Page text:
Commission on applications: Apple makes a new concession

by bold-lichterman

Apple has made a further concession on its disputed commission in favor of companies that give online courses to individuals through applications on the devices of the technology giant, accused by some companies and elected politicians of abuse of dominant position. ” Apps that offer paid group events online and live must do so through in-app purchases, following our rules (…), but we had suspended this requirement until December 2020 ”, recalls the American group on Monday in a press release.

The exemption is extended until June 30, 2021, allowing online courses to save the 30% commission normally owed to Apple. Several major application publishers, including Epic Games (producer of the very popular Fortnite game), Deezer, Spotify or even Match Group (publisher of the Tinder dating service), are crusading against the “Apple tax”, which they consider too high and unfair. The iPhone manufacturer systematically replies to them that these costs are necessary to ensure the proper functioning of its download platform (“App Store”), in particular the security of the payment system.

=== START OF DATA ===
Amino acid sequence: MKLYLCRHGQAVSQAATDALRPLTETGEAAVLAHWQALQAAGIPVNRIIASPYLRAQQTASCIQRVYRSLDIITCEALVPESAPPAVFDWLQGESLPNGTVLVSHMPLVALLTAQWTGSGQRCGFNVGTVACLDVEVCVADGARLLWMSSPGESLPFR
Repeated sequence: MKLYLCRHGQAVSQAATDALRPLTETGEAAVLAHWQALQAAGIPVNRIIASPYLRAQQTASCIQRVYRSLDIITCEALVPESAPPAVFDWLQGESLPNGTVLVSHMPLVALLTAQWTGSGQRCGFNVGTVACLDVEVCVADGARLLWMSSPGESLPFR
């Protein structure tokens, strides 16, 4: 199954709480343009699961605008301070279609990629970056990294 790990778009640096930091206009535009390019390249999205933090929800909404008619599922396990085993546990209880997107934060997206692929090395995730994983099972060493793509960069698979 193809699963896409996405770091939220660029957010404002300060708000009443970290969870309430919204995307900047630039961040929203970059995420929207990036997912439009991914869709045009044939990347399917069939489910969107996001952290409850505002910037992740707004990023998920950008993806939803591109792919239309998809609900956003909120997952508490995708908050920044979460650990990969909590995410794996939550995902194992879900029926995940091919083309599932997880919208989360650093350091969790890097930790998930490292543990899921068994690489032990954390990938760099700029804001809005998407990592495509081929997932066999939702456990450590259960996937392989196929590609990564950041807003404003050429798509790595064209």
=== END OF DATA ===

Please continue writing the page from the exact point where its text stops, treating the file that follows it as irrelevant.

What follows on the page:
A major concession for small developers

But last week Apple has already made a big concession, by halving its commission for small developers, who constitute the majority of publishers, according to the Apple brand. From January 1, 2021, the commission may thus be reduced to 15% on sales of applications in the App Store, as well as on purchases of digital goods and services within these apps, for developers who have not exceeded one million dollars in revenue (after these fees) in the previous year.

The 30% commission on iOS, Apple’s mobile operating system, is equivalent to the commission on the Google app store. But on Android, publishers can more easily bypass Google’s “Play Store”, via other platforms. Epic Games, which in August tried to bypass Apple’s payment system and therefore mandatory fees, saw Fortnite immediately be banned from the App Store. The two Californian groups are on their way to a trial that could take place in July 2021.